When you receive news about your company getting acquired, it may come as a surprise. The announcement often results in excitement, as M&A transactions bring a lot of opportunities for the business and you as an employee, but naturally raises some questions you may not have immediate answers to. One of the common question marks for employees will be in relation to their equity stake in the company and how the ESOPs will be treated.
If your company is the acquirer, the transaction will likely have little impact on the treatment of your exiting ESOPs. Their lifecycle will carry on in line with the existing vesting schedule and plan conditions. If you are on the other side of the transaction, things are not as straightforward.
The consideration the target company receives as a result of an acquisition can come in a form of:
But as we discovered earlier, ESOP holders are not necessarily shareholders in their company. So, what happens with the equity awards that may utilise various underlying instruments?
This may appear as the most straightforward approach. The easiest way to think of this method is that it follows a similar logic of the treatment of ordinary shareholders.
Effectively, in this scenario, you will ‘lose’ your ESOPs, and in return will receive a cash payment for their value (which often is significantly higher at the time of transaction when compared to the value just before the announcement of the deal).
The mechanism of the cash payments may vary. Your ESOPs may be automatically converted into shares, and you get paid out as a shareholder, or your ESOPs may be cash settled. What’s the difference? In most cases, from your perspective it leads to the same outcome. However, in some jurisdictions the tax treatment may differ. Your employer and the acquiring company will take that into account and come up with the best way to manage the transaction.
In the first scenario, the payment to you is often transmitted when the deal closes. However, your cash payout may be delayed until a later point on time (partially or in full).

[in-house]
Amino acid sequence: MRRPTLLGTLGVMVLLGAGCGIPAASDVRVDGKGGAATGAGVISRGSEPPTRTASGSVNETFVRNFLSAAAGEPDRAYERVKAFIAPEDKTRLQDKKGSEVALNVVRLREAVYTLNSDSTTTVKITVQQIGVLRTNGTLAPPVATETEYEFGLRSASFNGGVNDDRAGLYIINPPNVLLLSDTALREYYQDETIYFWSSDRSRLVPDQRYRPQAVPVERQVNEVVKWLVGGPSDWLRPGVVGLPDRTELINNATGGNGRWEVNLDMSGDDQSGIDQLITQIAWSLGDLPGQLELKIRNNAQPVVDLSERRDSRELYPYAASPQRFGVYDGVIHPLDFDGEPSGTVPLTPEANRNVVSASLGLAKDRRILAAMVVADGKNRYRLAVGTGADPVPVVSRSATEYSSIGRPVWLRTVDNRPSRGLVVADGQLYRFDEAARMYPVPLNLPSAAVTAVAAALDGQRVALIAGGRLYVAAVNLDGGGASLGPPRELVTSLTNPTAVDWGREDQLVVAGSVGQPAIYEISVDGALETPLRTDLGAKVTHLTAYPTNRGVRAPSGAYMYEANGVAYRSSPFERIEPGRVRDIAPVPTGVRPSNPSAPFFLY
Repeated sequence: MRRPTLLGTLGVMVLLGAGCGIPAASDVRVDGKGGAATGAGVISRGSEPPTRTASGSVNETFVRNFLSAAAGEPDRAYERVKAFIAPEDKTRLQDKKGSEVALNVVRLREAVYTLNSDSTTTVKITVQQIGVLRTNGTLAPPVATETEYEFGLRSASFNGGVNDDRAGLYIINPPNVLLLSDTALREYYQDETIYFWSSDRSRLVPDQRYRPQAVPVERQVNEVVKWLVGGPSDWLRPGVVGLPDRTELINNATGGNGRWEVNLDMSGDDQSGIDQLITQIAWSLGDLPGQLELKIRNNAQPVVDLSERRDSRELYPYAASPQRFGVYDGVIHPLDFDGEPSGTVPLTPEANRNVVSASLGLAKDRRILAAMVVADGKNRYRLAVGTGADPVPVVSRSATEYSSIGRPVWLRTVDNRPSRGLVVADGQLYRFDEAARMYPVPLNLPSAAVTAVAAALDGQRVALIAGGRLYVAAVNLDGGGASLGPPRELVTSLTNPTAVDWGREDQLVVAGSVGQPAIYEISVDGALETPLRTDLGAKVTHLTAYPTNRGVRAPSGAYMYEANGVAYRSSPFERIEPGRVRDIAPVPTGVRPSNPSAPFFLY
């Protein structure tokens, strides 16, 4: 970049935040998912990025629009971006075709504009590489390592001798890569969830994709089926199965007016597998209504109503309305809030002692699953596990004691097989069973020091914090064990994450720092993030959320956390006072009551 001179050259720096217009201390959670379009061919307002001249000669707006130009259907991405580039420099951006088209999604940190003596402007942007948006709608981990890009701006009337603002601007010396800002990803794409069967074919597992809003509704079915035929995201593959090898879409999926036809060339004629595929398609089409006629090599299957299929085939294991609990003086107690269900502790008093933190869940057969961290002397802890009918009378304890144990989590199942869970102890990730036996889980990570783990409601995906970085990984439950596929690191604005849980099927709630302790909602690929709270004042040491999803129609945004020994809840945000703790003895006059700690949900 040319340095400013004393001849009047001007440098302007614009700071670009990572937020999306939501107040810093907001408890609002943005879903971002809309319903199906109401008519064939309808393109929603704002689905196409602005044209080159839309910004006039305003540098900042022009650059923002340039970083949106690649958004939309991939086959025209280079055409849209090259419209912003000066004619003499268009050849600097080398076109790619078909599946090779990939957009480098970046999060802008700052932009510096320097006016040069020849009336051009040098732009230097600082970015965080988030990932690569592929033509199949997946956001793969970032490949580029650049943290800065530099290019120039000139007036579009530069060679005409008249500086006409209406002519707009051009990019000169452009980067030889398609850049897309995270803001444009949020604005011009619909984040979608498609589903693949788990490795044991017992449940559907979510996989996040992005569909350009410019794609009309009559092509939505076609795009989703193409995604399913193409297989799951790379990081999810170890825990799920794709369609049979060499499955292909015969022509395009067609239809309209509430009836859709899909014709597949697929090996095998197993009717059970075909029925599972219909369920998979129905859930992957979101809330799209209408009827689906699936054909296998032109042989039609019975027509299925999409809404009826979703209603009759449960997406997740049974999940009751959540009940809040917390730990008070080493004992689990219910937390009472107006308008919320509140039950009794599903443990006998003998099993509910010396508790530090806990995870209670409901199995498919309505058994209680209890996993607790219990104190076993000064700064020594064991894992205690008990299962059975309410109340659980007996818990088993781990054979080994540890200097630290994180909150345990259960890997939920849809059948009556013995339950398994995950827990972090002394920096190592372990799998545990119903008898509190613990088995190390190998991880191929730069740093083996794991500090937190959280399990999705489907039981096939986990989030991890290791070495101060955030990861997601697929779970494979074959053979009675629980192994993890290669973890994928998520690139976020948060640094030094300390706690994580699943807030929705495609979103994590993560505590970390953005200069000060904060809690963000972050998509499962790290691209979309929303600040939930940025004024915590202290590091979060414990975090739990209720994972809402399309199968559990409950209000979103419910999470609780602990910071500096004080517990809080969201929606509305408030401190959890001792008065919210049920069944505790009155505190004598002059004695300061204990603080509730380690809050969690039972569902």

In terms of the mechanics, your equity awards are cancelled, and you receive a sum calculated based on the transaction price that is payable over the course of your existing vesting schedule.
In such scenario, the payout may not only follow original vesting schedule of your ESOPs, and even be subject to some of the existing terms and conditions (e.g., forfeiture risk). If that’s the case, you may need to honour the original vesting schedule and the relevant service conditions to receive the full payment. If you already held vested awards, you would generally receive payment of those upfront for those.
Instead of receiving a cash payment, you may instead receive equity in the company that acquired yours. This is often referred to as replacement awards. And this process works exactly as the name suggests – your existing ESOPs in your current company are cancelled and get replaced with an award in your new company.
This swap may not be a straightforward one-to-one transaction, as your employer may need to make various adjustments, including for tax and accounting purposes. Similarly, the terms and conditions of the new awards are unlikely to be identical to rules of your existing equity scheme. In all events, the details of the replacement awards will be communicated to you at the time of the transaction, and generally companies attempt to ensure that you are no worse off with the new grant than you were prior to the transaction. If you held $1,000 worth of ESOPs in your current company, you would most likely end up with similar value of equity awards in your replacement grant.
The acquiring company may also decide to take over the existing plan, so that the existing terms and conditions remain practically the same. As such, they will track your existing awards, but at the time of vesting and/or exercise, you will be able to receive the shares of the new company instead.
Effectively, to you that may appear as a similar approach as replacement awards, but in practice there are administrative differences in the way the ESOPs will be managed. Regardless of the approach, be sure to review all the correspondence you will receive in relation to the transaction.